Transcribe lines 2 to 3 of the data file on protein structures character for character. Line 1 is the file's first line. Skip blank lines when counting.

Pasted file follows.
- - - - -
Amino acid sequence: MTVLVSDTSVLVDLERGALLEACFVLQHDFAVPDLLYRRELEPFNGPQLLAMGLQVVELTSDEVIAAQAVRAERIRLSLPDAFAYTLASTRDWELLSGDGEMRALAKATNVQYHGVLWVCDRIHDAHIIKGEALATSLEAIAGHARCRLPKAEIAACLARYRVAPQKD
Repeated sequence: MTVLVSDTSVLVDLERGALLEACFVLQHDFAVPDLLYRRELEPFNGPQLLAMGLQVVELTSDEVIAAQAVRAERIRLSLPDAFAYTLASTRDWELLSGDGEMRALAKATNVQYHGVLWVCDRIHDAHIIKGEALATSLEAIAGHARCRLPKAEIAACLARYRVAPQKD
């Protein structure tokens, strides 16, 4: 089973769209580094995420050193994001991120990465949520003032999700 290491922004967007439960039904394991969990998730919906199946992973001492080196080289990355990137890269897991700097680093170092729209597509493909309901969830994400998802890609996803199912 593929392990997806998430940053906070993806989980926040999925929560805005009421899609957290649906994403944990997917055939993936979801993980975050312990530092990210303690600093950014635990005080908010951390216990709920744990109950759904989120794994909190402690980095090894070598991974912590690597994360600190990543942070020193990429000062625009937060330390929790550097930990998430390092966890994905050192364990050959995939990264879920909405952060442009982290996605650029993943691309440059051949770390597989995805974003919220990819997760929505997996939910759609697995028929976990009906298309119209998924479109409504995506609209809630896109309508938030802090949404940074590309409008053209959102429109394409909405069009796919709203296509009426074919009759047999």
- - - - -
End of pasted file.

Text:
Repeated sequence: MTVLVSDTSVLVDLERGALLEACFVLQHDFAVPDLLYRRELEPFNGPQLLAMGLQVVELTSDEVIAAQAVRAERIRLSLPDAFAYTLASTRDWELLSGDGEMRALAKATNVQYHGVLWVCDRIHDAHIIKGEALATSLEAIAGHARCRLPKAEIAACLARYRVAPQKD
């Protein structure tokens, strides 16, 4: 089973769209580094995420050193994001991120990465949520003032999700 290491922004967007439960039904394991969990998730919906199946992973001492080196080289990355990137890269897991700097680093170092729209597509493909309901969830994400998802890609996803199912 593929392990997806998430940053906070993806989980926040999925929560805005009421899609957290649906994403944990997917055939993936979801993980975050312990530092990210303690600093950014635990005080908010951390216990709920744990109950759904989120794994909190402690980095090894070598991974912590690597994360600190990543942070020193990429000062625009937060330390929790550097930990998430390092966890994905050192364990050959995939990264879920909405952060442009982290996605650029993943691309440059051949770390597989995805974003919220990819997760929505997996939910759609697995028929976990009906298309119209998924479109409504995506609209809630896109309508938030802090949404940074590309409008053209959102429109394409909405069009796919709203296509009426074919009759047999």